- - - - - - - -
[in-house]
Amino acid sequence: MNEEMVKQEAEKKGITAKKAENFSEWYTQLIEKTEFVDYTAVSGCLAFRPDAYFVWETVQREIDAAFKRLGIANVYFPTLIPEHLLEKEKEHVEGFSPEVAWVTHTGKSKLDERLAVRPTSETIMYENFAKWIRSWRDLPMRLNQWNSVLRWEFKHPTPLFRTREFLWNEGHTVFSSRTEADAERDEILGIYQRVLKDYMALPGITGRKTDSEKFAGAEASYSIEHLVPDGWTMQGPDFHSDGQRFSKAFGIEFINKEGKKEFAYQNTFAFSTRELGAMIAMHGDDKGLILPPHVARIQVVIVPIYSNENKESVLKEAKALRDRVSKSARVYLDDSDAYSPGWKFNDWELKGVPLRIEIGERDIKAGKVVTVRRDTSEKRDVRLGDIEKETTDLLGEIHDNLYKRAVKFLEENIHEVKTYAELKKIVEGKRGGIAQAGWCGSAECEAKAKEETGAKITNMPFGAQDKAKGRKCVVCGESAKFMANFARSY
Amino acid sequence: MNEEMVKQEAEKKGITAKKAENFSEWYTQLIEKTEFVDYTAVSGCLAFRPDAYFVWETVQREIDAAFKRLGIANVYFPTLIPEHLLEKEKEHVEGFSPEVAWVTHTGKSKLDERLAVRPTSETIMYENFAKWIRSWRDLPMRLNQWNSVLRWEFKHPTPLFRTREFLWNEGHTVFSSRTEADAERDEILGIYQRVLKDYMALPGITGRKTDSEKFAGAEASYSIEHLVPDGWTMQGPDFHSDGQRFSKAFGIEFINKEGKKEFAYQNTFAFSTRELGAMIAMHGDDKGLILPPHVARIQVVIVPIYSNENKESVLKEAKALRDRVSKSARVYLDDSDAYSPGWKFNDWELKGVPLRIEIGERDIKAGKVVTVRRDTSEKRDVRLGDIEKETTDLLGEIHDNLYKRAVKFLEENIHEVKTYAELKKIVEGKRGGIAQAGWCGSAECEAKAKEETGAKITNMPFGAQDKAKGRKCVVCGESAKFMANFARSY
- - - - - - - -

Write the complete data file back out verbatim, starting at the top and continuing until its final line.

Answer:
[in-house]
Amino acid sequence: MNEEMVKQEAEKKGITAKKAENFSEWYTQLIEKTEFVDYTAVSGCLAFRPDAYFVWETVQREIDAAFKRLGIANVYFPTLIPEHLLEKEKEHVEGFSPEVAWVTHTGKSKLDERLAVRPTSETIMYENFAKWIRSWRDLPMRLNQWNSVLRWEFKHPTPLFRTREFLWNEGHTVFSSRTEADAERDEILGIYQRVLKDYMALPGITGRKTDSEKFAGAEASYSIEHLVPDGWTMQGPDFHSDGQRFSKAFGIEFINKEGKKEFAYQNTFAFSTRELGAMIAMHGDDKGLILPPHVARIQVVIVPIYSNENKESVLKEAKALRDRVSKSARVYLDDSDAYSPGWKFNDWELKGVPLRIEIGERDIKAGKVVTVRRDTSEKRDVRLGDIEKETTDLLGEIHDNLYKRAVKFLEENIHEVKTYAELKKIVEGKRGGIAQAGWCGSAECEAKAKEETGAKITNMPFGAQDKAKGRKCVVCGESAKFMANFARSY
Amino acid sequence: MNEEMVKQEAEKKGITAKKAENFSEWYTQLIEKTEFVDYTAVSGCLAFRPDAYFVWETVQREIDAAFKRLGIANVYFPTLIPEHLLEKEKEHVEGFSPEVAWVTHTGKSKLDERLAVRPTSETIMYENFAKWIRSWRDLPMRLNQWNSVLRWEFKHPTPLFRTREFLWNEGHTVFSSRTEADAERDEILGIYQRVLKDYMALPGITGRKTDSEKFAGAEASYSIEHLVPDGWTMQGPDFHSDGQRFSKAFGIEFINKEGKKEFAYQNTFAFSTRELGAMIAMHGDDKGLILPPHVARIQVVIVPIYSNENKESVLKEAKALRDRVSKSARVYLDDSDAYSPGWKFNDWELKGVPLRIEIGERDIKAGKVVTVRRDTSEKRDVRLGDIEKETTDLLGEIHDNLYKRAVKFLEENIHEVKTYAELKKIVEGKRGGIAQAGWCGSAECEAKAKEETGAKITNMPFGAQDKAKGRKCVVCGESAKFMANFARSY